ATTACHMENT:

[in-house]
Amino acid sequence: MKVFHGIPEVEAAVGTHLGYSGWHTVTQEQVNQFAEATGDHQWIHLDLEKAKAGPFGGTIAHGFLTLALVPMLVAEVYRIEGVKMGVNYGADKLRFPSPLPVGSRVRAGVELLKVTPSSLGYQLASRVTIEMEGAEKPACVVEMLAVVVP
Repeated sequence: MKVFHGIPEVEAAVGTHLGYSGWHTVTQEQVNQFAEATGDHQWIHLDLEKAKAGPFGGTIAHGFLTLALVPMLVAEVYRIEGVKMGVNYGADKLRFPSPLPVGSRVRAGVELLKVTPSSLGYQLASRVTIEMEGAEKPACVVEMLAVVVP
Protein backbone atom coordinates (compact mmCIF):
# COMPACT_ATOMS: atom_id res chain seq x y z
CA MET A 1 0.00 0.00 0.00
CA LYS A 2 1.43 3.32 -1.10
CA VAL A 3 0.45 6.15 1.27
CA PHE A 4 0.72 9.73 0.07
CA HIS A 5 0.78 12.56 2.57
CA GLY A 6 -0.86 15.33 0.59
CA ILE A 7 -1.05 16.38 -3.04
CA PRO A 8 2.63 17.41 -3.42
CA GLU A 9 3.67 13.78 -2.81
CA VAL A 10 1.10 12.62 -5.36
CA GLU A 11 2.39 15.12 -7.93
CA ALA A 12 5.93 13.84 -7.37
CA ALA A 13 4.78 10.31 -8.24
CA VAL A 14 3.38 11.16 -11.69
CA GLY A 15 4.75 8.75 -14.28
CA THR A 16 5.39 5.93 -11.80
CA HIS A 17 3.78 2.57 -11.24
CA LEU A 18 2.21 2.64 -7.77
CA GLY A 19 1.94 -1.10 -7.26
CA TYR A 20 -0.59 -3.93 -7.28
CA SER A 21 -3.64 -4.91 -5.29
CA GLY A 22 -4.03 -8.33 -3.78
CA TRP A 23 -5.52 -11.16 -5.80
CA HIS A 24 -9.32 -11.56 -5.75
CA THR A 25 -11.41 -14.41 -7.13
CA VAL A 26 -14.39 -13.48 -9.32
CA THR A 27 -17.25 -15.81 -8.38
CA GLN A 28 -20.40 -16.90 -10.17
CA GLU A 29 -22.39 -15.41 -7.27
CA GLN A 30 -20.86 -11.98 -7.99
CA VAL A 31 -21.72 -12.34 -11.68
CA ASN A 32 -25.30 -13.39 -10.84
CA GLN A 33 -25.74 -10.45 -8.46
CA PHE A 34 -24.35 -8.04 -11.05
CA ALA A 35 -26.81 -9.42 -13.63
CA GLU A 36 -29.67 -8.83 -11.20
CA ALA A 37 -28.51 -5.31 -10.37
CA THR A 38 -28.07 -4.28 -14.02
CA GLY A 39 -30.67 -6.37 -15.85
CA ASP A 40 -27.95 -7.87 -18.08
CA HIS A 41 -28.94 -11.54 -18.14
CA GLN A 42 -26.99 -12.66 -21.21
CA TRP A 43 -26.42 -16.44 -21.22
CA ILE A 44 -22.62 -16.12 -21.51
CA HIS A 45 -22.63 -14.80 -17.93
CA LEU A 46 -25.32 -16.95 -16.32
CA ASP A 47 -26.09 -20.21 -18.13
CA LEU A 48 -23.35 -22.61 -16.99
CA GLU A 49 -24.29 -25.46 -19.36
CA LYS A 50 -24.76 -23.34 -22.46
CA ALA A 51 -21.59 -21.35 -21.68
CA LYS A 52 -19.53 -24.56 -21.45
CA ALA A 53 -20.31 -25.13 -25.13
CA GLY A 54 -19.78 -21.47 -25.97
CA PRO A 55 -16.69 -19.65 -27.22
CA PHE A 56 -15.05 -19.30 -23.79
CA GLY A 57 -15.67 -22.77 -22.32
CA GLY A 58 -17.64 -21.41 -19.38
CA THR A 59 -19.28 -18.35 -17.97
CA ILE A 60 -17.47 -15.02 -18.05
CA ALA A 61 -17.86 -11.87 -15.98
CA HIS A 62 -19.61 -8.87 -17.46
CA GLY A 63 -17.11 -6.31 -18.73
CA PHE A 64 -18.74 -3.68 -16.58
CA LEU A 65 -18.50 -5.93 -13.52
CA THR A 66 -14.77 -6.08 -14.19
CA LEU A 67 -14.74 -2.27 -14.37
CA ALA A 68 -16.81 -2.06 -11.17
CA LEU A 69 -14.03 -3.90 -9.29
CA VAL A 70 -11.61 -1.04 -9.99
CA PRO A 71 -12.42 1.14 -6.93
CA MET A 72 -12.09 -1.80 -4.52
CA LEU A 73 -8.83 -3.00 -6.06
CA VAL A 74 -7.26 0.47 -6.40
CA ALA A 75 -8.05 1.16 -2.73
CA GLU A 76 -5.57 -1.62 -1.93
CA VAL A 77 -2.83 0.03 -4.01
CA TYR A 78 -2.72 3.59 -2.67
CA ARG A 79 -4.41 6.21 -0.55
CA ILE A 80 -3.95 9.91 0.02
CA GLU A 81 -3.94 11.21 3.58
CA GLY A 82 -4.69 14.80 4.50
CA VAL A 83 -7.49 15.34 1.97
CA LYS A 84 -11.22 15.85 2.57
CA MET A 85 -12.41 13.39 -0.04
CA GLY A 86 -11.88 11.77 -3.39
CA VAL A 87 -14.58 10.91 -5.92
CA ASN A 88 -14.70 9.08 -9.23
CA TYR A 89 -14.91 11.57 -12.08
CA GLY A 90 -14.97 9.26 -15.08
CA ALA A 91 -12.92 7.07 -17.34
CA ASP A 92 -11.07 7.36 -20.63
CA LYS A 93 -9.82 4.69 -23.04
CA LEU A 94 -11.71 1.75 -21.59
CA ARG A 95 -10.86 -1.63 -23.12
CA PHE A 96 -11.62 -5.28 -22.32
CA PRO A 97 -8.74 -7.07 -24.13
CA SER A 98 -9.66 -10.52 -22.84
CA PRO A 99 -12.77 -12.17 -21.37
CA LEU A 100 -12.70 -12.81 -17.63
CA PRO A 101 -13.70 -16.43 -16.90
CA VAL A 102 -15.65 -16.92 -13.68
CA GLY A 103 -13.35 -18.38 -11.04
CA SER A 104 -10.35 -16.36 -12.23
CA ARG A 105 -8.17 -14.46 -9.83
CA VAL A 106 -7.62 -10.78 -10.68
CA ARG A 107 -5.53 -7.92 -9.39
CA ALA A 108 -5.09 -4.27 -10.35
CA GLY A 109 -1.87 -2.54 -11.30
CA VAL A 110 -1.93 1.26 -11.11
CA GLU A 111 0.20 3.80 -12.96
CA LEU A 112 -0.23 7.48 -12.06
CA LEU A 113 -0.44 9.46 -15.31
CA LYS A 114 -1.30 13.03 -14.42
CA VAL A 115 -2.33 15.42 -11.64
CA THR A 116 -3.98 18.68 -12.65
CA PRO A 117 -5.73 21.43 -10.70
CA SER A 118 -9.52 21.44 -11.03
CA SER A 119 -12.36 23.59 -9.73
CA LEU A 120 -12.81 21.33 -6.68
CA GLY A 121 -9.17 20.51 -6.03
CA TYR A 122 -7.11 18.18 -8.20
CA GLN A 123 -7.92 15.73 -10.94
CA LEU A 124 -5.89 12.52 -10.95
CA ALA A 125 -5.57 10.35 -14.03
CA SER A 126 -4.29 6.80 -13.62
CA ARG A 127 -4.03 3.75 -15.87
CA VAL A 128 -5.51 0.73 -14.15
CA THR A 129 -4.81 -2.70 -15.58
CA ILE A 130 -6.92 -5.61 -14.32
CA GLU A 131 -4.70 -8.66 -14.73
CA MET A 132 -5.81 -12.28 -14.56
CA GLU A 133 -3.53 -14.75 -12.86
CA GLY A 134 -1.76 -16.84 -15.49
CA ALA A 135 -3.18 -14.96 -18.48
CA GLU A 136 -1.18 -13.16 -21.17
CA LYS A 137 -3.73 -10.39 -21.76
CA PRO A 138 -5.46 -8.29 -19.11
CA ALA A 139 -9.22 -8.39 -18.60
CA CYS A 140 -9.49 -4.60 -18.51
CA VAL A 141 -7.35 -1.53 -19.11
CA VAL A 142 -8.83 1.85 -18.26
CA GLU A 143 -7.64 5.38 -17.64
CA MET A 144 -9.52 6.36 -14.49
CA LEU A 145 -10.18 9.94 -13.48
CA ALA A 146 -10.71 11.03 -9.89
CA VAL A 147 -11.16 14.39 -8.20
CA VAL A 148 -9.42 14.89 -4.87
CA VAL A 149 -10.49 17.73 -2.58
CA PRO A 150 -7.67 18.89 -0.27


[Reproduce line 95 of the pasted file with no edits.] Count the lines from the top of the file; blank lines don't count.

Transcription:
CA GLY A 90 -14.97 9.26 -15.08